Examples of Earl Henry’s artwork and mounted birds are on display locally at Ijams Nature Center. Read more about Earl Henry and other Knoxville naturalists from the past at: Naturalists.

Wednesday, February 6, 2019

cup o' suet at West View

Fellow birder and school teacher Tim McGrath hosts an after-hours Environmental Club at West View Elementary School in Knoxville.

Recently, he inviting me over to lead the students in a suet-making workshop. All we needed were old shoelaces, sticks, donated coffee cups and some yummy ingredients to make enough bird feeders for each student to take one home. 

It was great fun. Thanks, Tim.

And thank you Wild Birds Unlimited, 7240 Kingston Pike, for donating 
activity books for each of the kids. 

Thursday, January 31, 2019

Mallinger's Coop

Photo by Wayne Mallinger

My friend Wayne Mallinger sent me this great photo of a juvenile Cooper's Hawk this week. You can tell it's a first year bird because it still has a brown back. When it matures these feathers will molt gray. The two Accipiters in our area can be hard to tell apart. Is it a Cooper's hawk or a sharp-shinned hawk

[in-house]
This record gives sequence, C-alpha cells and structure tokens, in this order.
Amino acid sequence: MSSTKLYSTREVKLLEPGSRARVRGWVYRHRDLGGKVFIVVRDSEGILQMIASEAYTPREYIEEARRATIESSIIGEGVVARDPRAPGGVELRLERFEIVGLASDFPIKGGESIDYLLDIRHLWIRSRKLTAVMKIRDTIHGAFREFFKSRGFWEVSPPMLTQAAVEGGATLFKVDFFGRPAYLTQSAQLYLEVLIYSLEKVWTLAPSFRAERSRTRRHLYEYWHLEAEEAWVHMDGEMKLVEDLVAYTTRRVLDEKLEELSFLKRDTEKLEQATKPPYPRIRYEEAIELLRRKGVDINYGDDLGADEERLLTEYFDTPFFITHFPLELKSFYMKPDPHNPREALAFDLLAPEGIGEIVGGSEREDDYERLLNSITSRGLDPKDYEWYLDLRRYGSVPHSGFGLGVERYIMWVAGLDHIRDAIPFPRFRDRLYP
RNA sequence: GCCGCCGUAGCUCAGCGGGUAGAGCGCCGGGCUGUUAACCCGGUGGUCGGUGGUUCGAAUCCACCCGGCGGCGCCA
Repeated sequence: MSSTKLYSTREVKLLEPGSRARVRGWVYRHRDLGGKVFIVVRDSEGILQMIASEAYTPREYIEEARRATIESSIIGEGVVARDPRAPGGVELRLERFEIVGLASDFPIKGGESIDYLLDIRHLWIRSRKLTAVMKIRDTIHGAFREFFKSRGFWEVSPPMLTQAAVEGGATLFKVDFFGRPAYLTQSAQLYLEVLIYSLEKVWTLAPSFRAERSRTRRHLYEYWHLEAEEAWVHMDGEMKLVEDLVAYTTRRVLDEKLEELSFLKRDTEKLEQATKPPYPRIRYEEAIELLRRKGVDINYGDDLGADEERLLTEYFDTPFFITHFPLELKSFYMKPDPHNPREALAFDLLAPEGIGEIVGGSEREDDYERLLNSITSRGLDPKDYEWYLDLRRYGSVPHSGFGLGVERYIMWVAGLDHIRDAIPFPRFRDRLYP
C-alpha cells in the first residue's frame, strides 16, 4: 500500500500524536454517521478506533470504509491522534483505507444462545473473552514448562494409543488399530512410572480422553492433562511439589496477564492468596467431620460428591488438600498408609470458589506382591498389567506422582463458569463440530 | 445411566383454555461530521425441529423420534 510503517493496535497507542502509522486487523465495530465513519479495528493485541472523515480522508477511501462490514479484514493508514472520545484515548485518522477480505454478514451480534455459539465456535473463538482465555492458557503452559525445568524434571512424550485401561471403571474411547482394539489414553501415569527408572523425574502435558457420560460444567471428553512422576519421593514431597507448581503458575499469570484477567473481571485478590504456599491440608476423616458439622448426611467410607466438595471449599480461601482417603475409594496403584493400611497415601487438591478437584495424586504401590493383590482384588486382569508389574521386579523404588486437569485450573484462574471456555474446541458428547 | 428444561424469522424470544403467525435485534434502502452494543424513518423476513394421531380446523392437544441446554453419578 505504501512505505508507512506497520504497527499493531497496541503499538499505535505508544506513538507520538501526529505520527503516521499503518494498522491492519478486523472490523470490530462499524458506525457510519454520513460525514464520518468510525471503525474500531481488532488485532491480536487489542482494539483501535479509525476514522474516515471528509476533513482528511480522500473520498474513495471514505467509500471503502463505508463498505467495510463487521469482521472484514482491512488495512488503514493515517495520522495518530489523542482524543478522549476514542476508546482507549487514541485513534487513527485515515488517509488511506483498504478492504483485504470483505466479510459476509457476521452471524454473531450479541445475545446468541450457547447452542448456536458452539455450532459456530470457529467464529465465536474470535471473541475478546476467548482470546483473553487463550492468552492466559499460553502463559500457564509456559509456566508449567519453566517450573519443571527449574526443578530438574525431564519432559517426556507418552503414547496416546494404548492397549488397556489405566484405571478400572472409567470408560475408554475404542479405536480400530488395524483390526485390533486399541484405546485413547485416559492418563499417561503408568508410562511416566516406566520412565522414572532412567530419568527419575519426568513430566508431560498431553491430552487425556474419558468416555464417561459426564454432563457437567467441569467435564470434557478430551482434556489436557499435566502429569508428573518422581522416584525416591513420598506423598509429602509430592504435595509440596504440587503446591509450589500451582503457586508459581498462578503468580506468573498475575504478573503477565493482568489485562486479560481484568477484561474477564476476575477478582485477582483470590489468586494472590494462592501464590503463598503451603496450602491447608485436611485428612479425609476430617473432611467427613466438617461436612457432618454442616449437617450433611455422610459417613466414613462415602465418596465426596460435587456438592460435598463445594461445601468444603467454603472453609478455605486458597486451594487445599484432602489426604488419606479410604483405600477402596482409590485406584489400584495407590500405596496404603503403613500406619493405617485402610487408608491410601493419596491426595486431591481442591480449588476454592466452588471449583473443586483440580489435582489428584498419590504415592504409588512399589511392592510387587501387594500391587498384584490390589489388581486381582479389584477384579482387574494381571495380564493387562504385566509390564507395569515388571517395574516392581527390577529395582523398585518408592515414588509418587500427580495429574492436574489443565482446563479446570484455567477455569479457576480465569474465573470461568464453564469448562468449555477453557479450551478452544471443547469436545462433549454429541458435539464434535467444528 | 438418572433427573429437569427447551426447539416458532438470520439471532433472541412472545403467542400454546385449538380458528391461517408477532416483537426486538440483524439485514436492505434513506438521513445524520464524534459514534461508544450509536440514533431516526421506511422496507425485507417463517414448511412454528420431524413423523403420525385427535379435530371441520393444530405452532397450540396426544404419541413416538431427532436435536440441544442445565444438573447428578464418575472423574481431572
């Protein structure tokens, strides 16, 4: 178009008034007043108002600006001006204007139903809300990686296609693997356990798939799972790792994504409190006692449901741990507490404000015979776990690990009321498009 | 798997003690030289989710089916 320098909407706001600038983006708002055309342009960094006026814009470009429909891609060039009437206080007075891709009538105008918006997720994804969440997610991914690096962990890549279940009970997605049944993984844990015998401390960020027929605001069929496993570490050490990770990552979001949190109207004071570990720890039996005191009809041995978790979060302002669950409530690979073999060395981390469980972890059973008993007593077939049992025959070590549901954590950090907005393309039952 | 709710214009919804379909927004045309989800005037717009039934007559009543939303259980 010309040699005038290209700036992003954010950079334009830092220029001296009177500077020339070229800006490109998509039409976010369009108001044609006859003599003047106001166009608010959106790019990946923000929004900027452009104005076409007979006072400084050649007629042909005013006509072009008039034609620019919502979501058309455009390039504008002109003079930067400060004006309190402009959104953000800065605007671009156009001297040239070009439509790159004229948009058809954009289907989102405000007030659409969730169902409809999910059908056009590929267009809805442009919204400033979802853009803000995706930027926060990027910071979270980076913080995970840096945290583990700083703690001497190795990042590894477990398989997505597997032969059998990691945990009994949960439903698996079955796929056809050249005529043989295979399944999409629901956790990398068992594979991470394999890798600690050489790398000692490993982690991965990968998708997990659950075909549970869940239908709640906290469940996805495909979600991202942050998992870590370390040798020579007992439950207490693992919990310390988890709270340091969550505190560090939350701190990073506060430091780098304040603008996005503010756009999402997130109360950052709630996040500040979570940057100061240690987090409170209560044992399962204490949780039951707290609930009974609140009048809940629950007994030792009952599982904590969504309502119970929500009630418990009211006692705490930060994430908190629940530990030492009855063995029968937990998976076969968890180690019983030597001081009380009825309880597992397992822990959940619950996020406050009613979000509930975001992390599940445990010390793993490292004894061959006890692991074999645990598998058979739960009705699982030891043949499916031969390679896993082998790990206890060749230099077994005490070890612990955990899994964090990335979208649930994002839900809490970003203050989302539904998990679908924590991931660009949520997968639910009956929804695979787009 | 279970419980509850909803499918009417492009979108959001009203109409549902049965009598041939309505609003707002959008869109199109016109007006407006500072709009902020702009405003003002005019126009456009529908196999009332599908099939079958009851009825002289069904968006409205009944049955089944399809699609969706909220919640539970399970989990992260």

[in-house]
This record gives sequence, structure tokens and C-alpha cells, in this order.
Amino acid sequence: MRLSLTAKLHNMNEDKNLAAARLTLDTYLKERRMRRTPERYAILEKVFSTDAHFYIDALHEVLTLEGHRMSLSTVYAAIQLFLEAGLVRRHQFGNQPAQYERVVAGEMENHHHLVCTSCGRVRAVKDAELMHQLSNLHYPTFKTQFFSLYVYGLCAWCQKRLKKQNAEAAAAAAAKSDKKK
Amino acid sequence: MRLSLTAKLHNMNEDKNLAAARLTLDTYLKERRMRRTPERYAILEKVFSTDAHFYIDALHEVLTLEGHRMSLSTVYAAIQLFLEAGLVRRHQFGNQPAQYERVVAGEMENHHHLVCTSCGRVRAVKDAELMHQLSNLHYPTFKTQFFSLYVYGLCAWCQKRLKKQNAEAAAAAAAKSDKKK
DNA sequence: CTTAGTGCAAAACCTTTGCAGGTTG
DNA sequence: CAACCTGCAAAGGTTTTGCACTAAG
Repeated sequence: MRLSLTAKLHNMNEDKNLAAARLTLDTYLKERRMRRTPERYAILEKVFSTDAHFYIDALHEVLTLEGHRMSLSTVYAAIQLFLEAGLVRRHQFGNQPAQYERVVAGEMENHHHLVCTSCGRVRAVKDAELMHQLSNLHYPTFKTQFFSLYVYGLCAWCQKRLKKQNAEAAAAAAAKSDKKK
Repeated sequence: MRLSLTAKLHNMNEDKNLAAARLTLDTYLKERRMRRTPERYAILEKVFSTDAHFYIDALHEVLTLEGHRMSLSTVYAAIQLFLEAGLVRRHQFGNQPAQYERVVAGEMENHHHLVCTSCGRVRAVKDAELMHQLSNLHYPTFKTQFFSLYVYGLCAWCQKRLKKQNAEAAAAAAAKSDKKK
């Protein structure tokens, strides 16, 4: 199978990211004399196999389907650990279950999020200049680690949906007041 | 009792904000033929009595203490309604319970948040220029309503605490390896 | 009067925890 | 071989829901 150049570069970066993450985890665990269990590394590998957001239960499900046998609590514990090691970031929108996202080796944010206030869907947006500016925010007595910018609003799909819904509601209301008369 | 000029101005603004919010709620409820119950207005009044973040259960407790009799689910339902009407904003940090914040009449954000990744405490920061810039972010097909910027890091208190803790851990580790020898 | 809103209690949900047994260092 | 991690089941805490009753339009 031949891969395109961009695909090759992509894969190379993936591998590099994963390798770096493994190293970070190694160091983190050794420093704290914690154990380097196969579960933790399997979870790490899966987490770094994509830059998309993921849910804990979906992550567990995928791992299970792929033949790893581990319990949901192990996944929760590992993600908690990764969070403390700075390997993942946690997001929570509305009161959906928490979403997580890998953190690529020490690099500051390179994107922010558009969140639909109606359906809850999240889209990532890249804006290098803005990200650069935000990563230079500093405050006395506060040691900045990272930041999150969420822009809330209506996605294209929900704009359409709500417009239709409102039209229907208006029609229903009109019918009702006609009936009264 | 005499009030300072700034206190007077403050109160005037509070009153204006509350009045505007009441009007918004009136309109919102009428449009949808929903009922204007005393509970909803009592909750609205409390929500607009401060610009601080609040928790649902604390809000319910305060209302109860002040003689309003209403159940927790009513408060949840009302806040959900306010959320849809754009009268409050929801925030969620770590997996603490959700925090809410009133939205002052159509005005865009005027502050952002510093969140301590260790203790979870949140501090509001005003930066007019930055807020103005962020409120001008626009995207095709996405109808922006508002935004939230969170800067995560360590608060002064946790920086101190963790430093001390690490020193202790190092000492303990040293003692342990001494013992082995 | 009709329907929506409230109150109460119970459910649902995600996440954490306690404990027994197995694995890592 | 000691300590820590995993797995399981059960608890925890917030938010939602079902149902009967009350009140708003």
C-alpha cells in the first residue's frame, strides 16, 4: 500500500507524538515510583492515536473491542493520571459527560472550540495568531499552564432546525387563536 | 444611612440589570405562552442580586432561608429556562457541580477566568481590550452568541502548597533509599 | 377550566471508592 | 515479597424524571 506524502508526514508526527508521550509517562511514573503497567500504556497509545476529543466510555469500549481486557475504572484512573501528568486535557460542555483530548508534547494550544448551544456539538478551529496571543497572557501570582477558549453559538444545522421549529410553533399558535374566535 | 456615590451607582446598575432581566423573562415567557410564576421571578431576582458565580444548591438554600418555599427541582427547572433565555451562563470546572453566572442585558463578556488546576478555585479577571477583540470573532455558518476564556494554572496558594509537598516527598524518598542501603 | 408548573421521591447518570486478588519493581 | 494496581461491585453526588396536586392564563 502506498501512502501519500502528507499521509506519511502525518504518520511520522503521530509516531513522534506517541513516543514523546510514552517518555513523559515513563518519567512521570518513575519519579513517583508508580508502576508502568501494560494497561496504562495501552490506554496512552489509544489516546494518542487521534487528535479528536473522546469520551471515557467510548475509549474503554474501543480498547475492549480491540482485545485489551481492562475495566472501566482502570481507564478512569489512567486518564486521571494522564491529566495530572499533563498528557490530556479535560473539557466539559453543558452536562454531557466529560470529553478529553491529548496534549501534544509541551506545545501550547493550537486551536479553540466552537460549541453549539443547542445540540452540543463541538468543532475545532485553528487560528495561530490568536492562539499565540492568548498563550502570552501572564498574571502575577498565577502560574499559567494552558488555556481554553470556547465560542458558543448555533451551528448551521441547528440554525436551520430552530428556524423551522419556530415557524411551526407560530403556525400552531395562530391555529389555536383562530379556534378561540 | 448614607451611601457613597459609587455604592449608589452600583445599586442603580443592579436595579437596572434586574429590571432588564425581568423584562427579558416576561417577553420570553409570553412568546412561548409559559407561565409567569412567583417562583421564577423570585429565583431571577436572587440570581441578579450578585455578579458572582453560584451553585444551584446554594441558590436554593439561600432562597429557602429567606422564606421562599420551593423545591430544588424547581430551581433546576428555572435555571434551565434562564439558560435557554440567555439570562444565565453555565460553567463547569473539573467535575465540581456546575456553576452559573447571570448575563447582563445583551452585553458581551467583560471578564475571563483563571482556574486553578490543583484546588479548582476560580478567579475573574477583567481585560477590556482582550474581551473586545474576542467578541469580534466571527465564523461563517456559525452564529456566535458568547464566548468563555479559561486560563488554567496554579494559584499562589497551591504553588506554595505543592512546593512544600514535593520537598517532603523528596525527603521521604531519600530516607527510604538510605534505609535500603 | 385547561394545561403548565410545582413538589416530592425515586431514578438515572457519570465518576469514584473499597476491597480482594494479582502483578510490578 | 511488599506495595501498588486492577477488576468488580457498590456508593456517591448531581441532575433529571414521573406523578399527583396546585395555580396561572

Cooper's hawks are roughly crow-sized and sharp-shinned hawks are blue-jay size but size is hard to judge in a photo or in the field unless you have something to compare it to.

So what field marking do you look for?

My friend Dr. Cheryl Greenacre at the UT Veterinary Teaching Hospital sees a lot of injured birds up close. She looks in the mouth. Inside a Cooper's is black, a sharp-shinned is pink. But we never see one that closely or that disabled.

Both the Accipiters have extra long tails. The clue for us is the very end of the tail. Cooper's have a rounded tail that ends in a noticeable band of white. Sharpies have a blunt or squared-off tail with so little white it is hard to see. 

I have a program scheduled on Identifying Local Birds of Prey at Wilderness Wildlife Week in Pigeon Forge on Wednesday, May 8.

Thanks, Wayne.

Tuesday, January 29, 2019

heated bath?

Heated bath, aaaaahhh, sounds so good right now.

You have several feeders out and are attracting lots of birds. Good thing. They need the help in winter. Short days. Long cold nights.  

But don't forget, it is perhaps even harder for your backyard birds to find water on cold days. Then a heated bird bath from Wild Birds Unlimited located at 7240 Kingston Pike is the answer. You'll be surprised at the different species that fly in for a drink and splash. 


Monday, January 28, 2019

Available online from Target

Well. You have that holiday gift card you have not used yet.